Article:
Can Neurofeedback Help Dyslexia, Dysgraphia and Dyspraxia ?
It has been identified that the brains of dyslexia sufferers show different activity than those that don’t.
The areas of the brain associated with reading skills, visual distortions and over-sensitivity to light are well understood and Neurofeedback protocols have been established to help difficulties in this area. Dyslexia is known as a ‘reading disorder’, manifesting in slow progress and difficulties with reading. It is essentially identified by reading achievements being substantially below what is expected given a child’s ages, measured in intelligence and education. Dyslexia significantly hinders (academic) activities requiring reading skills and is associated with certain characteristics.
|Characteristics of Dyslexia|
|Hesitating over words;|
|Confusing letters with similar shapes, such as ‘u’ and ‘n’, visually similar words like ‘was’ and ‘saw’ and small words such as ‘it’ and ‘is’;|
|Omittng small words such as ‘it’ and ‘is’ other words, or word endings or|
|Making errors regarding semantically related words (reading ‘cat’ for ‘dog’), polysyllabic words (‘’animal, ‘corridor’, ‘family’ and so on) or grammar (including inconsistent use of tense).|
This paper gives a comprehensive description of the neuroscience behind problems with reading in dyslexic and brain-damaged patients, and describes case studies where Neurofeedback resulted in a 400% improvement in reading memory, a 109% increase in reading ability, a 250% increase in reading comprehension:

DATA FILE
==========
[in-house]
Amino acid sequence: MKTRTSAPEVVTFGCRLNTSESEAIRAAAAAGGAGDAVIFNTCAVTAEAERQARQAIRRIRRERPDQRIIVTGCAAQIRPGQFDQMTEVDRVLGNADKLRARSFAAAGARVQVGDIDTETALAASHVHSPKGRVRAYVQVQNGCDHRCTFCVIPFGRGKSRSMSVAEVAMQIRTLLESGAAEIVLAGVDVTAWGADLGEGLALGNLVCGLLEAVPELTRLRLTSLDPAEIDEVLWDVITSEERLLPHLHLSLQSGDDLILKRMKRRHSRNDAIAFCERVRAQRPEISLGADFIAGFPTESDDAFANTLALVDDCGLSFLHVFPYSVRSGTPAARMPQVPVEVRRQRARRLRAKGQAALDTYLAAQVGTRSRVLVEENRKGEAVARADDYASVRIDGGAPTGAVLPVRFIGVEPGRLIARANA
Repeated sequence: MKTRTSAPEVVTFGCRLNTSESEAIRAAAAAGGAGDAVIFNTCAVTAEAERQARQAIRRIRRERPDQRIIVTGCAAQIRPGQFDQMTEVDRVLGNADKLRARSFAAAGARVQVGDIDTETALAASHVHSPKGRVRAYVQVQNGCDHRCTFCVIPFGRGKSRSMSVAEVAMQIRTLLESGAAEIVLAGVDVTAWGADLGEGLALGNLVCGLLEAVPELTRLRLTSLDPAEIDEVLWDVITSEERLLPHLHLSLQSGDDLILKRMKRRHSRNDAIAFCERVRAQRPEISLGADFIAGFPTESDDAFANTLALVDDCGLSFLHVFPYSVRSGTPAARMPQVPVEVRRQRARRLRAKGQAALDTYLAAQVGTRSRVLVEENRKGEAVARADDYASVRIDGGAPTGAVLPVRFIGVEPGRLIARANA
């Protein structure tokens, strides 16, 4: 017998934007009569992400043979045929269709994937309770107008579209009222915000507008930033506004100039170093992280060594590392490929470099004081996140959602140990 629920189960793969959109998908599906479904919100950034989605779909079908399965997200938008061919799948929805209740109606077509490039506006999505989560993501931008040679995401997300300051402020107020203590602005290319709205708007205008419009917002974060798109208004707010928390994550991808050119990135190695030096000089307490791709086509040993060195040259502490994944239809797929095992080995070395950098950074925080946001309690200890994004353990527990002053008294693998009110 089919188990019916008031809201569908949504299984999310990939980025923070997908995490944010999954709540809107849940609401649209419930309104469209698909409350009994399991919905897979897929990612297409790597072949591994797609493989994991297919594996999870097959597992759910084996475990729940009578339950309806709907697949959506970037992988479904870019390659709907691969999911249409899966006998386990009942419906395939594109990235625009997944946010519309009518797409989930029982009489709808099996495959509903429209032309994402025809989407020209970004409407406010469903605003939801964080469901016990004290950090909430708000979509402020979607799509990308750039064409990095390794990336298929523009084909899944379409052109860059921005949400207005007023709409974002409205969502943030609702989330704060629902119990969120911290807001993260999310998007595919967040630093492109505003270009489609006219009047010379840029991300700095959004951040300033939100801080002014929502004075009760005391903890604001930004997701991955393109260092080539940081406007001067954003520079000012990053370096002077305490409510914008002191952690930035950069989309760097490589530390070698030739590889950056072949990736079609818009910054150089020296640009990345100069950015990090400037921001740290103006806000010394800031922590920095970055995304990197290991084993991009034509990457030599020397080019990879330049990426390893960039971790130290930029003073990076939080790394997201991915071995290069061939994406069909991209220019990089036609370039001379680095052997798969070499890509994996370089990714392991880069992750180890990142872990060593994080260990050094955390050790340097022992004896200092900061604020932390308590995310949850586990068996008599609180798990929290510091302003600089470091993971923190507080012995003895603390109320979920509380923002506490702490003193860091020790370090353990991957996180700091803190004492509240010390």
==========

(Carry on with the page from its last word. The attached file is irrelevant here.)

- Thornton, Kirtley E., and Dennis P. Carmody. “Electroencephalogram biofeedback for reading disability and traumatic brain injury.” Child and Adolescent Psychiatric Clinics of North America 14.1 (2005): 137-162.
This randomised controlled trial published in 2009 showed considerable improvement in spelling following Neurofeedback training:
- Breteler, Marinus HM, et al. “Improvements in spelling after QEEG-based neurofeedback in dyslexia: A randomized controlled treatment study.” Applied psychophysiology and biofeedback 35.1 (2010): 5-11.
Like dyslexia, dysgraphia is a neurological disorder. Dysgraphia manifests in difficulties with (hand)writing and is often identified by an inability to write properly, difficulties with fine motor skills/control and pain when writing. The effects of dysgraphia can manifest in several in many ways; poor, incorrect or distorted writing (considering language development), varying sizes of letters and spaces between letters or words and difficulties following a straight line or margin when writing. Other characteristics are associated as well.
|Characteristics of Dysgraphia|
|Writing that is impossible to read|
|Mixing printing and cursive writing|
|Writing in all directions (i.e. right slant then left slant)|
|Mixing up capital letters and lower case letters|
|Forming letters abnormal and irregular.|
|Very slow writing|
|A very tight pen grip, a ‘fist grip’|
|Holding a pen very low down so fingers almost touches the paper|
|Watching the hand intently whilst actually writing.|